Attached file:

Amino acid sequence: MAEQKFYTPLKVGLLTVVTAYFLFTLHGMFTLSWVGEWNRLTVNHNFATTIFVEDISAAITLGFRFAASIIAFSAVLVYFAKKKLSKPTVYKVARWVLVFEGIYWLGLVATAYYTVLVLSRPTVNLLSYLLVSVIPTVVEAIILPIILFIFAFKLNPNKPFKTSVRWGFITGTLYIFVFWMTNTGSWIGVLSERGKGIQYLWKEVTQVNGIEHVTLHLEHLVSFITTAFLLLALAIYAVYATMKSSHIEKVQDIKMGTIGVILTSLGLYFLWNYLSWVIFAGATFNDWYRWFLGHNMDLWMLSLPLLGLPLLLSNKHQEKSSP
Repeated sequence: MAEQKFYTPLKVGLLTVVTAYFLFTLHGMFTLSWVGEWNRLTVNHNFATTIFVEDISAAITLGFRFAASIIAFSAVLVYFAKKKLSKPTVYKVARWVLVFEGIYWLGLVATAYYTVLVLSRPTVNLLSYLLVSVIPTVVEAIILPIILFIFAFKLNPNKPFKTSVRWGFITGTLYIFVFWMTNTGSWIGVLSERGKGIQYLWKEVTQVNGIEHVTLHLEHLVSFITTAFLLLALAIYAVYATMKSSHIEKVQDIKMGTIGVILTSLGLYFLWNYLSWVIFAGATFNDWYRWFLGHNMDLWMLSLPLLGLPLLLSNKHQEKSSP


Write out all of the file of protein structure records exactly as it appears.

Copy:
Amino acid sequence: MAEQKFYTPLKVGLLTVVTAYFLFTLHGMFTLSWVGEWNRLTVNHNFATTIFVEDISAAITLGFRFAASIIAFSAVLVYFAKKKLSKPTVYKVARWVLVFEGIYWLGLVATAYYTVLVLSRPTVNLLSYLLVSVIPTVVEAIILPIILFIFAFKLNPNKPFKTSVRWGFITGTLYIFVFWMTNTGSWIGVLSERGKGIQYLWKEVTQVNGIEHVTLHLEHLVSFITTAFLLLALAIYAVYATMKSSHIEKVQDIKMGTIGVILTSLGLYFLWNYLSWVIFAGATFNDWYRWFLGHNMDLWMLSLPLLGLPLLLSNKHQEKSSP
Repeated sequence: MAEQKFYTPLKVGLLTVVTAYFLFTLHGMFTLSWVGEWNRLTVNHNFATTIFVEDISAAITLGFRFAASIIAFSAVLVYFAKKKLSKPTVYKVARWVLVFEGIYWLGLVATAYYTVLVLSRPTVNLLSYLLVSVIPTVVEAIILPIILFIFAFKLNPNKPFKTSVRWGFITGTLYIFVFWMTNTGSWIGVLSERGKGIQYLWKEVTQVNGIEHVTLHLEHLVSFITTAFLLLALAIYAVYATMKSSHIEKVQDIKMGTIGVILTSLGLYFLWNYLSWVIFAGATFNDWYRWFLGHNMDLWMLSLPLLGLPLLLSNKHQEKSSP